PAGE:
Although Atli Örvarsson’s formal debut for soundtrack fans was the action thriller Vantage Point (2008), scored with heavy electronic and processed percussion textures, he sort of stumbled by selecting a series of lesser projects – notably The Fourth Kind (2009), and the rescored clunker Season of the Witch (2011) – and only revealed his knack for writing atmospheric and dramatic cues via epic films.
As clunky as Babylon A.D. (2008) was, it contained lovely choral passages, and The Eagle builds upon that film’s variety of melody, ethnic instruments, and lesser electronic sounds to create the ancient world of Roman-conquered Britain.
The Eagle is Örvarsson’s best score to date largely because it captures the scope of an ancient era through abstract thematic concepts – the rustic, coarse string tones in “Barbarians” being a perfect example – and the flawless use of acoustic instruments with light orchestral and electronic elements.
Because little remains of Roman music, composers often have to make educated guesses based on known instruments, and likely cultural influences from nearing countries or conquered lands. Being set in ancient Britain / Scotland, Örvarsson was free to incorporate percussion, pipes, harp and fiddles, giving a rich impression of a nascent Anglo culture finding its own identity under the duress from an occupying force.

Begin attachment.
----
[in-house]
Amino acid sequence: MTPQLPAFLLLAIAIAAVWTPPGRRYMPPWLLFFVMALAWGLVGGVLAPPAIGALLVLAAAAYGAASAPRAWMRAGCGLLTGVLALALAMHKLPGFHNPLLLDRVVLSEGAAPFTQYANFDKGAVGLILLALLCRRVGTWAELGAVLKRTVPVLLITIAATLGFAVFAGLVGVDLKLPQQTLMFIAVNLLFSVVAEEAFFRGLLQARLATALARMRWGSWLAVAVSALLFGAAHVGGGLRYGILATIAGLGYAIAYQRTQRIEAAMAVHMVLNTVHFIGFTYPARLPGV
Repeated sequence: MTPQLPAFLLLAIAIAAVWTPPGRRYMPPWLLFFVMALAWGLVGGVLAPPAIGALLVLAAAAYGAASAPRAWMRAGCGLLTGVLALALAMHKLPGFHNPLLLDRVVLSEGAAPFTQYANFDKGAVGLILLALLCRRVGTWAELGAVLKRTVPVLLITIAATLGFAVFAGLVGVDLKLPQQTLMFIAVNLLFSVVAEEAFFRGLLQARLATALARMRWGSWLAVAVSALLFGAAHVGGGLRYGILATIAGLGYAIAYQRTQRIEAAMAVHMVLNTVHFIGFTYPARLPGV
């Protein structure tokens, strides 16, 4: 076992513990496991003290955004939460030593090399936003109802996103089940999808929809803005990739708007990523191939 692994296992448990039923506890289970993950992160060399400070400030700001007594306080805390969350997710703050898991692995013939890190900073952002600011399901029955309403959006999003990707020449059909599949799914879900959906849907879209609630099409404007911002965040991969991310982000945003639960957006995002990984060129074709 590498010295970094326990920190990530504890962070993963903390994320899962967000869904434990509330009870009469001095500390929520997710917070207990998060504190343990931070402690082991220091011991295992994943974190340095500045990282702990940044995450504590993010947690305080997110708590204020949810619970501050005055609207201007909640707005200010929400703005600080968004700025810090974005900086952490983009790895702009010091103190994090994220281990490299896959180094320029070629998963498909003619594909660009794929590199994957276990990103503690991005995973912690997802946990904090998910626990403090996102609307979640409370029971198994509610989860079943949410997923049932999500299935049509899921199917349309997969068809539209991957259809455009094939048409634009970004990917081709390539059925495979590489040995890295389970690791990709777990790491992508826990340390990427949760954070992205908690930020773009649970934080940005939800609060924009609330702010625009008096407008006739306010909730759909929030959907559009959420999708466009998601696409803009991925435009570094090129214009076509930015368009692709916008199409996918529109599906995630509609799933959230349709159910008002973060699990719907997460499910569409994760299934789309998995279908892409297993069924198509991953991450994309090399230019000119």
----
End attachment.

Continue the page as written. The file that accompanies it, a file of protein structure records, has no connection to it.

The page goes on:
The score’s main theme is more like a call for citizens and rebels to be wary, rather than a straight character theme, and it gives Örvarsson a wide berth to create variations for softer renditions (“Honorable Discharge,” or the cimbalom gem “Edge of the World”) as well as the ominous “Fleeing the Village,” dominated by a swirling cluster of gnashing metallic textures and exotic pipes.
The brief “Edge of the World” showcases a solo male vocal with droning, gnarling tones, and “Esca’s Freedom” is comprised of abrasive sounds under which a child’s voice softly hums a delicate melody. The final cue, the percussive ripple “Beyond the Territories,” runs under a minute, and closes the album rather quickly, but even at 48 mins., this is a satisfying work by a composer who’s slowly stepping away from the influences of the Media Ventures sound, and finding his own voice.
Silva Screen’s CD is also a gorgeously mastered album, and several cues were mixed to envelope the listener, layering sounds to the point where one is right in the center of Örvarsson’s wonderful acoustic menagerie.
© 2011 Mark R. Hasan